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Old 17th Jan 2015, 10:42
  #47 (permalink)  
olderairhead
 
Join Date: Nov 1999
Location: Aus
Posts: 723
Copy of an email doing the rounds:

As an associate of both current and former Air Niugini pilots, I am aware that Air Niugini has advertised Pilot position locally within PNG, on SEEK, the AFAP website, and in the Cairns Post. For those contemplating these Pilot positions the following information (as relayed to me) may be of interest.

“The positions offered will be based Port Moresby, Papua New Guinea with option for domicile at a port of the employees own choosing”.
The Air Niugini Pilots Contract 2015, allows 4 weeks Annual Leave together with ten (10) days off at home base.

The Rostering Department has been instructed to allocate RD’s in a group of 7 consecutive days together with 3 separate individual days for those domiciled domicile at a port of own choosing elsewhere other than Port Morseby. However, with an ever-reducing number of pilots it is uncertain as to whether this Rostering pattern can or will be sustainable.

To travel to domicile, a pilot will be ticketed to a port on the ANG network and will need to use his/her RDO’s for travel as travel will not be rostered on duty. The pilot will therefore have 5 full consecutive RDO’s at domicile, which is effectively 65 days at home out of the 365 days of the year (13 blocks x 5 RD’s). Information is that only one FOC Y class return ticket will be issued per block per pilot.

The single RDO’s will in effective only be useable in the base of Port Moresby as there will be no way of effectively traveling anywhere on a single RD.

Accommodation in Port Moresby (the Base) will be provided by ANG. For those “domiciled at port of choosing” a self-contained two-bedroom apartment will provided on a share with another pilot basis (ala boarding school). It is not known whether there will be a charge for this as those details are allegedly contained in the “Housing Policy Manual”. This manual has not been made available to the pilot group (as far as I am aware). It is believed that, out of each pilot’s salary, an amount will be deducted for electricity, and such amount will be the same for all residents (no matter the amount of time you spend there in your apartment).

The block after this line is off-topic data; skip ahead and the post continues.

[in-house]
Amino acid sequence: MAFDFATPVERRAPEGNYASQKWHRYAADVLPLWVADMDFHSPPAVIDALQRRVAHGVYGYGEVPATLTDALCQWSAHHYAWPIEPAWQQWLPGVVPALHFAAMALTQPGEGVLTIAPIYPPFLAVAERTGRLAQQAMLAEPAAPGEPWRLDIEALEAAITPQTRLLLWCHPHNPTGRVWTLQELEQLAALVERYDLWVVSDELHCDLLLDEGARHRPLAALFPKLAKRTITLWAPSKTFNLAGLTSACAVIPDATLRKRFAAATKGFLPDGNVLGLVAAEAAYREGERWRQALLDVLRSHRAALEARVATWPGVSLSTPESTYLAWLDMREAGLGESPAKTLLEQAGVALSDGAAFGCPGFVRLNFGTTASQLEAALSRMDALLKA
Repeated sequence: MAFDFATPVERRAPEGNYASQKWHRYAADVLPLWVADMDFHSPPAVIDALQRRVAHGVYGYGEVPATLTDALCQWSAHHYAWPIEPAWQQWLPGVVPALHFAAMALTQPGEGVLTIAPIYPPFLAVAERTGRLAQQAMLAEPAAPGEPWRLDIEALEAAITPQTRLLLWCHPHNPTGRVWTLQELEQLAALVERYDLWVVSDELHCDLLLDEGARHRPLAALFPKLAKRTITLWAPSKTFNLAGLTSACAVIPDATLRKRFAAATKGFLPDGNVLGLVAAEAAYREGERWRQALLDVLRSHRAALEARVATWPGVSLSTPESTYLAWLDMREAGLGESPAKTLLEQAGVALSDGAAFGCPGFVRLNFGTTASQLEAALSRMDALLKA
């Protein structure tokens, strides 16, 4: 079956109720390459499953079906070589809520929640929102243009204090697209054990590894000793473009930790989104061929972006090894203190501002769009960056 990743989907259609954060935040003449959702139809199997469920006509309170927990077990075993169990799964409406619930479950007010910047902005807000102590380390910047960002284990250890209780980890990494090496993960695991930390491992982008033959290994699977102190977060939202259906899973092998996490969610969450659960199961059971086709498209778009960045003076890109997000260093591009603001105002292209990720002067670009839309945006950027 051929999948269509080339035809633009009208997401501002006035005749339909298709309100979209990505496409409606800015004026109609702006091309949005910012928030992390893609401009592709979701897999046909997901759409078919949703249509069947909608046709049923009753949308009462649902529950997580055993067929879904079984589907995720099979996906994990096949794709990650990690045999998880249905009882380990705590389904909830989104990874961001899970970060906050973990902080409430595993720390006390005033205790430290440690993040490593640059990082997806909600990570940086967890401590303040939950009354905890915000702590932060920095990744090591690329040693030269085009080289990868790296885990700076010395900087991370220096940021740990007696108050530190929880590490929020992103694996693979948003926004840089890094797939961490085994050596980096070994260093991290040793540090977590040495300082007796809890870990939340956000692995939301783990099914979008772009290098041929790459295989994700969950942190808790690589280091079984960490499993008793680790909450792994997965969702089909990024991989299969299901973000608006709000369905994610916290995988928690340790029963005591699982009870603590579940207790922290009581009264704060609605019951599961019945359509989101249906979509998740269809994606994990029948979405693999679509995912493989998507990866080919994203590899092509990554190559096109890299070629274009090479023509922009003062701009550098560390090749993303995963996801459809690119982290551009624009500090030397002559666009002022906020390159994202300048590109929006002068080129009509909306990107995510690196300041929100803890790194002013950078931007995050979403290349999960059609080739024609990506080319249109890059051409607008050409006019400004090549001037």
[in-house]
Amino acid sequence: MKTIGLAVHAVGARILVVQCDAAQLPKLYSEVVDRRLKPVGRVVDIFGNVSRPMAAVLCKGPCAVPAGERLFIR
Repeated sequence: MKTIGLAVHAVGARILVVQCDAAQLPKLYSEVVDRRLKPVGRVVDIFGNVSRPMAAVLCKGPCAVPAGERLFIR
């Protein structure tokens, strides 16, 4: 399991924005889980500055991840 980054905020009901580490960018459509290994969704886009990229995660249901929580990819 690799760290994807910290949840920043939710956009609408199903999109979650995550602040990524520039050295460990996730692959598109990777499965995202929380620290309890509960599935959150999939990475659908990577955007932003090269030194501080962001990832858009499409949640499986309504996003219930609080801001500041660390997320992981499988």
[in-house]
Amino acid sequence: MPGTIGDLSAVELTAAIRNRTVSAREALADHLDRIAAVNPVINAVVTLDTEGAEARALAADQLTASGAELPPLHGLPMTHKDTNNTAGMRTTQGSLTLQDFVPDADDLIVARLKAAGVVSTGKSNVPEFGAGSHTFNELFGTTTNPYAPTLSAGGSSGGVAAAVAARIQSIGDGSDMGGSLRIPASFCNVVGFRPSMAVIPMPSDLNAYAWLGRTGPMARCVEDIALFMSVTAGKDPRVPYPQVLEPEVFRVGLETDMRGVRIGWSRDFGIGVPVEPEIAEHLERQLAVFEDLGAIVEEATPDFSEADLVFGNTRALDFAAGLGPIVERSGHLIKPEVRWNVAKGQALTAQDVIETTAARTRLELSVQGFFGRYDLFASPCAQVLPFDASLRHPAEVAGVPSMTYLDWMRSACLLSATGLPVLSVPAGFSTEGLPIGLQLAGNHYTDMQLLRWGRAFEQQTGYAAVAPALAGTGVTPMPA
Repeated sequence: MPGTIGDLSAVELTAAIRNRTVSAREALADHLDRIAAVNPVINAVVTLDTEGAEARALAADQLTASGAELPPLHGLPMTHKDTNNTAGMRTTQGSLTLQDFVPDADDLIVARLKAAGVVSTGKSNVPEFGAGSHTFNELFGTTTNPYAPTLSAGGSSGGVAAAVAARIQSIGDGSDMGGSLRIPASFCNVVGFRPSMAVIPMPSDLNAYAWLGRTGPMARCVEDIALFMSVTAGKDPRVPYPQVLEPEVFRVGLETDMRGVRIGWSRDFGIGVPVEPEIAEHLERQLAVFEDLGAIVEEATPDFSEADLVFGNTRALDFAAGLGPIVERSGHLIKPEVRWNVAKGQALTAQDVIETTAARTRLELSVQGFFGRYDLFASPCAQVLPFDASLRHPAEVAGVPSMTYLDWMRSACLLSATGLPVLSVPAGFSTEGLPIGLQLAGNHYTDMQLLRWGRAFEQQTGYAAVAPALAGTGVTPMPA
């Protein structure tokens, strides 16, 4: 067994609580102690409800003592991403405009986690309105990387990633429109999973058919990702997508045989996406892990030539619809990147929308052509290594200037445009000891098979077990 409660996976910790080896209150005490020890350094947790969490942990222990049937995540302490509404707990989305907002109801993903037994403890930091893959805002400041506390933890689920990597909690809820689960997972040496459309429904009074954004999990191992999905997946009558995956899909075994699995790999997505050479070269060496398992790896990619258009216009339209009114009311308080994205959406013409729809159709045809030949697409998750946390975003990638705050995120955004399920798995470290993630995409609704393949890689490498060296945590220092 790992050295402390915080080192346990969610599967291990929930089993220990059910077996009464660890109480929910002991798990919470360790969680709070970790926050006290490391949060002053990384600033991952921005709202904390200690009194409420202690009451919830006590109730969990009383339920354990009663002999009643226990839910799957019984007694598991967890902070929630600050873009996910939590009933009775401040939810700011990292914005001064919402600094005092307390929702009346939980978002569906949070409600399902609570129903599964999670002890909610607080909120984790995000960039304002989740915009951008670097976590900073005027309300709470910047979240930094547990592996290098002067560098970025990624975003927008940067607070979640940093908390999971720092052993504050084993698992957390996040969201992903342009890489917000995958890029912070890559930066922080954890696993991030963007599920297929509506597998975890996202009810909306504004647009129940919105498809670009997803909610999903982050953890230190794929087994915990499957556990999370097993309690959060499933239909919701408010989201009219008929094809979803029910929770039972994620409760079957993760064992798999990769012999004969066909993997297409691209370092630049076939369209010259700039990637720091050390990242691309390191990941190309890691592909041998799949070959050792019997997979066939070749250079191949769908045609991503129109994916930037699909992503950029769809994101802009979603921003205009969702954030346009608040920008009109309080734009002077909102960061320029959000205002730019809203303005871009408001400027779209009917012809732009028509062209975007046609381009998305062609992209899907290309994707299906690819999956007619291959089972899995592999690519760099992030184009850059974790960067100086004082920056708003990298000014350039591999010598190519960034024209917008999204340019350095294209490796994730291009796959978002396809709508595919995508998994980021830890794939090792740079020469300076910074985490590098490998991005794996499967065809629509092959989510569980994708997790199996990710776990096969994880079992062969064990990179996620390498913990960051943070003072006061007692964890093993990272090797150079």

For those who take full time residence in POM (ie: not domiciled at the port of employees own choosing), you will be provided POM accommodation. This however comes with a price. it is understood that 6.5% of gross will be taken out of the salary as a “Fringe Benefits Tax” plus an amount for rent will be also be deducted. This is believed to be in the vicinity of PGK6-700 per fortnight. Therefore, for a POM basing, not domiciled at a port of the employees own choosing, over half of the salary will be taken in taxes and accommodation cost.

Whilst in POM no meal allowances or any other allowance will be payable, the pilot will be responsible for his/her own day-to-day living costs, passport, telephone and Internet. Also should there be delays in obtaining any required Visa, Work Permits, etc, no matter if the delay is the fault of yourself, ANG, or the relevant PNG Government Department, the contract states that you will be placed on Recreation Leave until the issue is resolved.

“Port Moresby, Papua New Guinea which has facilities for water sports, diving, tennis, golf, restaurants, and family clubs with access to Australian curriculum international primary and secondary schools”.
Yes, it does have those things, but do not think that Port Moresby is some pleasant 1st world country. It most definitely is not. The following articles will give an indication of what living in Port Moresby might entail.

The “Independent” on the 30 August 2013, listed Port Moresby as the 3rd worst city to live in the world.

The 10 worst cities in the world to live in - World - News - The Independent